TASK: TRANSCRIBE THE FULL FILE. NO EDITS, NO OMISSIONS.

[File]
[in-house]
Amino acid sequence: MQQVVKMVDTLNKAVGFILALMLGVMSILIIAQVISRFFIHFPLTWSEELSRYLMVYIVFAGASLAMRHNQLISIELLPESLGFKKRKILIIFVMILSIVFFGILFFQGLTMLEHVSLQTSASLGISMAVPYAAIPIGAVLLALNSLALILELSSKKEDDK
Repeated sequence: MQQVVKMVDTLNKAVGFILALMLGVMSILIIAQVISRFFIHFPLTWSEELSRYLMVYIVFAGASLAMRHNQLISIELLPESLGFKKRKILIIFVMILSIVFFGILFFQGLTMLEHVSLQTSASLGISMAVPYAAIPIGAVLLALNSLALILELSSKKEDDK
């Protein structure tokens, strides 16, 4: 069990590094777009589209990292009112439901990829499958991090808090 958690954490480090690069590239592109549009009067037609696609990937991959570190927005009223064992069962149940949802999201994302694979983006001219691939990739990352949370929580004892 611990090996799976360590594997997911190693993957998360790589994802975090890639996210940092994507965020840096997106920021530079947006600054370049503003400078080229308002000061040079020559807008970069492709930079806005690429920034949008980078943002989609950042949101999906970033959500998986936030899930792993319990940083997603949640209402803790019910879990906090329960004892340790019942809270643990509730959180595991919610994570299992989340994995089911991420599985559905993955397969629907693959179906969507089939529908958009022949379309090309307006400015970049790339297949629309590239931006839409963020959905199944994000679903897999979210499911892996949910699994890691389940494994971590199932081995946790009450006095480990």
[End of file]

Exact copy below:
[in-house]
Amino acid sequence: MQQVVKMVDTLNKAVGFILALMLGVMSILIIAQVISRFFIHFPLTWSEELSRYLMVYIVFAGASLAMRHNQLISIELLPESLGFKKRKILIIFVMILSIVFFGILFFQGLTMLEHVSLQTSASLGISMAVPYAAIPIGAVLLALNSLALILELSSKKEDDK
Repeated sequence: MQQVVKMVDTLNKAVGFILALMLGVMSILIIAQVISRFFIHFPLTWSEELSRYLMVYIVFAGASLAMRHNQLISIELLPESLGFKKRKILIIFVMILSIVFFGILFFQGLTMLEHVSLQTSASLGISMAVPYAAIPIGAVLLALNSLALILELSSKKEDDK
């Protein structure tokens, strides 16, 4: 069990590094777009589209990292009112439901990829499958991090808090 958690954490480090690069590239592109549009009067037609696609990937991959570190927005009223064992069962149940949802999201994302694979983006001219691939990739990352949370929580004892 611990090996799976360590594997997911190693993957998360790589994802975090890639996210940092994507965020840096997106920021530079947006600054370049503003400078080229308002000061040079020559807008970069492709930079806005690429920034949008980078943002989609950042949101999906970033959500998986936030899930792993319990940083997603949640209402803790019910879990906090329960004892340790019942809270643990509730959180595991919610994570299992989340994995089911991420599985559905993955397969629907693959179906969507089939529908958009022949379309090309307006400015970049790339297949629309590239931006839409963020959905199944994000679903897999979210499911892996949910699994890691389940494994971590199932081995946790009450006095480990």